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Airplanes had been around for just a decade when WWI started, and while they had obvious potential for combat applications as an aerial platform for bombs and machine guns, it wasn’t quite clear how the latter would work, since the propeller blades got in the way. In the first attempt, the U.S. Army basically tied the gun to the plane (pointing towards the ground) with a leather strap, and it was operated by a gunner who sat beside the pilot. This was not ideal for aerial combat and inconvenient because it required two airmen to operate. Another solution was mounting the gun well above the pilot, so the bullets cleared the propeller blades, but this made it hard to aim. After the Swiss engineer Franz Schneider patented his idea for an interrupter gear in 1913, a finished version was presented by Dutch designer Anthony Fokker, whose “synchronizer,” centered on a cam attached to the propeller shaft, allowed a machine gun to fire between the blades of a spinning propeller. The Germans adopted Fokker’s invention in May 1915, and the Allies soon produced their own versions. Schneider later sued Fokker for patent infringement.

6. Air traffic control

In the first days of flight, once a plane left the ground the pilot was pretty much isolated from the terrestrial world, unable to receive any information aside from obvious signals using flags or lamps. This changed thanks to the efforts of the U.S. Army, which installed the first operational two-way radios in planes during the Great War (but prior to U.S. involvement). Development began in 1915 at San Diego, and by 1916 technicians could send a radio telegraph over a distance of 140 miles; radio telegraph messages were also exchanged between planes in flight. Finally, in 1917, for the first time a human voice was transmitted by radio from a plane in flight to an operator on the ground.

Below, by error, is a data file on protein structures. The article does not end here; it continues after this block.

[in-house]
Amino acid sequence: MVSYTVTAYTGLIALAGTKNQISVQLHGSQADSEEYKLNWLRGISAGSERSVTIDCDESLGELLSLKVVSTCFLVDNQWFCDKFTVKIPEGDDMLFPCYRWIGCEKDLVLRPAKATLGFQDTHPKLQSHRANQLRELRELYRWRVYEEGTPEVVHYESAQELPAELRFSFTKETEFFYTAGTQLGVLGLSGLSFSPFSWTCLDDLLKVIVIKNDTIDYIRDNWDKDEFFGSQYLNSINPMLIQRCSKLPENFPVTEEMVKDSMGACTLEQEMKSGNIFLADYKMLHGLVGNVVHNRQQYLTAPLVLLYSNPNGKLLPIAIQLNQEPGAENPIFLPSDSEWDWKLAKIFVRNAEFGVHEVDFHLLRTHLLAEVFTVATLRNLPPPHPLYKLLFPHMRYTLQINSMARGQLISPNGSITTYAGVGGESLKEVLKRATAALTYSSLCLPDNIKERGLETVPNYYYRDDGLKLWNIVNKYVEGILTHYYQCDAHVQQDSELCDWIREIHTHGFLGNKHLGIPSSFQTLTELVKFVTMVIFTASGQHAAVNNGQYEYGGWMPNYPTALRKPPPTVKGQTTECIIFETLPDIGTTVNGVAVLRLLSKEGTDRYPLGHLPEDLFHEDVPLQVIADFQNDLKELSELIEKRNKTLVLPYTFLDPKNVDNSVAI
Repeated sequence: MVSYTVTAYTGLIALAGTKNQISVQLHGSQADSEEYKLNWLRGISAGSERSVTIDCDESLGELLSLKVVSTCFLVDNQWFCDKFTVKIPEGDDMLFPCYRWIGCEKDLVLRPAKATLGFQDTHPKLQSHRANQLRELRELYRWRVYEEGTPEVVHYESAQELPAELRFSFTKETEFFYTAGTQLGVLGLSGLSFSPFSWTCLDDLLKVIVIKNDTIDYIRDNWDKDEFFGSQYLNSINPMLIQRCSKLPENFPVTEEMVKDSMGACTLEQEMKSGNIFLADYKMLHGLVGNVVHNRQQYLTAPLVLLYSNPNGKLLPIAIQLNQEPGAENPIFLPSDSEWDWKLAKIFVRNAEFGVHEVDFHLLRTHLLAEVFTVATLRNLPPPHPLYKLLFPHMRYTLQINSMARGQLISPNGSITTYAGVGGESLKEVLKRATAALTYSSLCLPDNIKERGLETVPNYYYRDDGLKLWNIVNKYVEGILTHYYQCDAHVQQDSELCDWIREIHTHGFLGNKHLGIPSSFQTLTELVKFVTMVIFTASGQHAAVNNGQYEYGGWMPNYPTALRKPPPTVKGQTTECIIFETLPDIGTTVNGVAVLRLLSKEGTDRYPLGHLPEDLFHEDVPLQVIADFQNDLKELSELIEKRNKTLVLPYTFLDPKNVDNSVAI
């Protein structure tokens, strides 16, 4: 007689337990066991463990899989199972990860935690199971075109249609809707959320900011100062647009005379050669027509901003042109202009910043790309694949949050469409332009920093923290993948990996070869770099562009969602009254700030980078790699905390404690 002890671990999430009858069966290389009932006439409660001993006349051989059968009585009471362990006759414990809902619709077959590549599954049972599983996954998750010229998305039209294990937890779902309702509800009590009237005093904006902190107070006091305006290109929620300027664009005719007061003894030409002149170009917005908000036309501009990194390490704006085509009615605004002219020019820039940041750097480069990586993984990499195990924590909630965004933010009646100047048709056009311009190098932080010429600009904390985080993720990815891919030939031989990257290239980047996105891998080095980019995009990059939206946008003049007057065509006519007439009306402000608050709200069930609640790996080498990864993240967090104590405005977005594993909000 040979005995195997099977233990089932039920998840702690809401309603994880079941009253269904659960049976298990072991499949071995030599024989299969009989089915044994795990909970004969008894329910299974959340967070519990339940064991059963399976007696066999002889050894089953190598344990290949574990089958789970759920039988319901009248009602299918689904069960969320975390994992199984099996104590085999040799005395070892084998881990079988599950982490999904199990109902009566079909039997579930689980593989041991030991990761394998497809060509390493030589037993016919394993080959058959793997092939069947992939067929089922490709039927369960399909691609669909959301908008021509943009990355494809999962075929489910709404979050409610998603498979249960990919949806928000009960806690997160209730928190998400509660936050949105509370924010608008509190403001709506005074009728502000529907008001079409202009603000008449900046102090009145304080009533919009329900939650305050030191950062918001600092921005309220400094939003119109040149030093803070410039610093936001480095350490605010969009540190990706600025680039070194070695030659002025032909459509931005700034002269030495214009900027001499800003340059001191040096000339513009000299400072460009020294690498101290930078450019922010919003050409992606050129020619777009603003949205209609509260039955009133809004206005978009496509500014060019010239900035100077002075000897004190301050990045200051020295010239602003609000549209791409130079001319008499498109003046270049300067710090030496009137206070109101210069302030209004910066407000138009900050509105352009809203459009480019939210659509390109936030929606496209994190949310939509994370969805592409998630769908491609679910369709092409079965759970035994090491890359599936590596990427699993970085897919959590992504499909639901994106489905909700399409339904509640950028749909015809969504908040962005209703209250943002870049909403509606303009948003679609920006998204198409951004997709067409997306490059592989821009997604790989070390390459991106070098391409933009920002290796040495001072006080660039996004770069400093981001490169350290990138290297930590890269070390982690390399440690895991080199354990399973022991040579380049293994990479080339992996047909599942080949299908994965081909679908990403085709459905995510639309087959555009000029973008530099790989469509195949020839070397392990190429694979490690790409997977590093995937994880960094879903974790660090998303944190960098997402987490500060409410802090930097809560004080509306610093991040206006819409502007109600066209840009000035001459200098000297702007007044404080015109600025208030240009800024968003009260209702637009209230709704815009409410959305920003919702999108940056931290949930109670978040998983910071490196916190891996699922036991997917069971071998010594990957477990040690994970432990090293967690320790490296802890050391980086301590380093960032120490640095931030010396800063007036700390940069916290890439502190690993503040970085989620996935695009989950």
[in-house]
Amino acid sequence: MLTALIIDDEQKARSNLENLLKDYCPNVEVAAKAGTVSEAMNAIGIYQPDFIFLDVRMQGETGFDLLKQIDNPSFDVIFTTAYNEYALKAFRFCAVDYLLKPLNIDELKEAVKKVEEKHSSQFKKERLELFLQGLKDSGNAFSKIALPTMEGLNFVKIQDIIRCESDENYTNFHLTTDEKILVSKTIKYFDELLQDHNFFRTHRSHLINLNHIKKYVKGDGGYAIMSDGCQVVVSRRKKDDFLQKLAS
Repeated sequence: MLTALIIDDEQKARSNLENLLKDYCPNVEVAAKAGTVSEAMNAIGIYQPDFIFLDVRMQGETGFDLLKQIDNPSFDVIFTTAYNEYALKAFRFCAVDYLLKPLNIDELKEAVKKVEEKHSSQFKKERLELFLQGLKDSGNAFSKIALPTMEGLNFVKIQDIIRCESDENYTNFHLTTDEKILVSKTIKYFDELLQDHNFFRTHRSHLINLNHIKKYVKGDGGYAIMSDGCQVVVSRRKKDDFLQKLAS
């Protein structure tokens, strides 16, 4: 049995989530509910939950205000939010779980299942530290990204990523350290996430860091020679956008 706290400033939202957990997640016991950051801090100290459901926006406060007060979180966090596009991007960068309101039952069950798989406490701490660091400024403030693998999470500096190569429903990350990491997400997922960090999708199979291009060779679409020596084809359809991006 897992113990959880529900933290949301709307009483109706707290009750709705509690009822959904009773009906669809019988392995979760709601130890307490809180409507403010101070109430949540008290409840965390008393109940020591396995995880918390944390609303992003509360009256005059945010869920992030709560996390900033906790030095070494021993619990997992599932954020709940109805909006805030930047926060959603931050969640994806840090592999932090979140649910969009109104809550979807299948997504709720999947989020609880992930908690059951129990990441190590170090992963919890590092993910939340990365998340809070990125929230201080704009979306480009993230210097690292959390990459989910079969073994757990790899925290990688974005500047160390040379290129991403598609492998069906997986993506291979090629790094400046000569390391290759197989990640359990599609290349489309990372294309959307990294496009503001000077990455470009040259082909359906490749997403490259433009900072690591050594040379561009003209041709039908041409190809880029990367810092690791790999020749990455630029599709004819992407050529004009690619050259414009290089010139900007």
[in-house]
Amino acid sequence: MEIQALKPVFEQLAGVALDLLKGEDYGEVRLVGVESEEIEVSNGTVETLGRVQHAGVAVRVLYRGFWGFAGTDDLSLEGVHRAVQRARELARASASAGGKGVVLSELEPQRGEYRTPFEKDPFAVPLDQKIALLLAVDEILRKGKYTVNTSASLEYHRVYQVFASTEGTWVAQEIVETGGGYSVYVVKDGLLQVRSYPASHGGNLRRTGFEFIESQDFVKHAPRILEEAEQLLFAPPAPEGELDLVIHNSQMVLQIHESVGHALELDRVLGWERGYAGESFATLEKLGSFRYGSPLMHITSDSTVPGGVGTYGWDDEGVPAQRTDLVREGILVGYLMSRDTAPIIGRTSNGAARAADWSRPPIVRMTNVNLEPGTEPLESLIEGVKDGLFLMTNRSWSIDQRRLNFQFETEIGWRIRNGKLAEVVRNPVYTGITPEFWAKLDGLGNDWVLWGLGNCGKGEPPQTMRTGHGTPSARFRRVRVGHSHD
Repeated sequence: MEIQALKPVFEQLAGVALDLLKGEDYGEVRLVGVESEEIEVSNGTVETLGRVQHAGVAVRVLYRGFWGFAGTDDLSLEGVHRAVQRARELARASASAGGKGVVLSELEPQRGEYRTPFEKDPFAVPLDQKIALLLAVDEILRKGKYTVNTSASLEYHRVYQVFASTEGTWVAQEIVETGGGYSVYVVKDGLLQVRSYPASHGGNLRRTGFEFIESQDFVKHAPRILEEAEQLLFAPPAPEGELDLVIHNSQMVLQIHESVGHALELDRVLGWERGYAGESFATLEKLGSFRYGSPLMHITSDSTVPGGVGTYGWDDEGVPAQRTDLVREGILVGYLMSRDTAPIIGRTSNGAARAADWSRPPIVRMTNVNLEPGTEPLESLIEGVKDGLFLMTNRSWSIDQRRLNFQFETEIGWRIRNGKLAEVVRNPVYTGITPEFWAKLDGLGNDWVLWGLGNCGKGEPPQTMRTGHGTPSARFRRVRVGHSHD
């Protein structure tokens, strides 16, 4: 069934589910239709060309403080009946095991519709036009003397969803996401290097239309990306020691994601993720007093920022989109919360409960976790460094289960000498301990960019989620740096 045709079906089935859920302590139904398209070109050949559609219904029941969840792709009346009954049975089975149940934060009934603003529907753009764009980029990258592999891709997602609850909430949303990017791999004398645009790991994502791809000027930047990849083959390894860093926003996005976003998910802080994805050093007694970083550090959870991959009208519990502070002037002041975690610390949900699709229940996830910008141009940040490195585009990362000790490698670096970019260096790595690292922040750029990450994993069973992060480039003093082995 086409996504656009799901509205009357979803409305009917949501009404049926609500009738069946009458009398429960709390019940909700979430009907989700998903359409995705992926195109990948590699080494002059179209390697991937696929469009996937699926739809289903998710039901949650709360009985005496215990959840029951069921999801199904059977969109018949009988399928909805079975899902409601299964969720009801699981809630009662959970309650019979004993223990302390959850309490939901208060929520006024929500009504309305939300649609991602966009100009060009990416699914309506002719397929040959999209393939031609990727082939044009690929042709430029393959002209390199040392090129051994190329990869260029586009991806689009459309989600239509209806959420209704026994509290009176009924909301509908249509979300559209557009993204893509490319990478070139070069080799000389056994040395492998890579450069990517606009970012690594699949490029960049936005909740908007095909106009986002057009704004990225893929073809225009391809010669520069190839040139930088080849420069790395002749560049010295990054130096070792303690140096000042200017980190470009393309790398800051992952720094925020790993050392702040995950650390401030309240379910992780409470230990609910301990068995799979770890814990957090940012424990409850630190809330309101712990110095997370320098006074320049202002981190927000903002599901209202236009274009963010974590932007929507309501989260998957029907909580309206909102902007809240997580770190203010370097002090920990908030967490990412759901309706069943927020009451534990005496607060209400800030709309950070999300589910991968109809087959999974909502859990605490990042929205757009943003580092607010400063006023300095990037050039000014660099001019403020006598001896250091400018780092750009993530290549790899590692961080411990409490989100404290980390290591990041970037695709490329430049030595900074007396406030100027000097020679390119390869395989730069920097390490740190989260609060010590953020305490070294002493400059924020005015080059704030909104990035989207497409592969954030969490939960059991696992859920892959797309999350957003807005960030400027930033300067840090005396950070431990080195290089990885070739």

7. Depth Charges


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The German U-boat campaign against Allied shipping sank millions of tons of cargo and killed tens of thousands of sailors and civilians, forcing the Allies to figure out a way to combat the submarine menace. The solution was the depth charge, basically an underwater bomb that could be lobbed from the deck of a ship using a catapult or chute. Depth charges were set to go off at a certain depth by a hydrostatic pistol that measured water pressure, insuring the depth charge wouldn’t damage surface vessels, including the launch ship. After the idea was sketched out in 1913, the first practical depth charge, the Type D, was produced by the Royal Navy’s Torpedo and Mine School in January 1916. The first German U-boat sunk by depth charge was the U-68, destroyed on March 22, 1916.

8. Hydrophones

Of course it was a big help if you could actually locate the U-boat using sound waves, which required a microphone that could work underwater, or hydrophone. The first hydrophone was invented by 1914 by Reginald Fessenden, a Canadian inventor who actually started working on the idea as a way to locate icebergs following the Titanic disaster; however, it was of limited use because it couldn’t tell the direction of an underwater object, only the distance. The hydrophone was further improved by the Frenchman Paul Langevin and Russian Constantin Chilowsky, who invented an ultrasound transducer relying on piezoelectricity, or the electric charge held in certain minerals: a thin layer of quartz held between two metal plates responded to tiny changes in water pressure resulting from sound waves, allowing the user to determine both the distance and direction of an underwater object. The hydrophone claimed its first U-boat victim in April 1916. A later version perfected by the Americans could detect U-boats up to 25 miles away.

9. Aircraft Carriers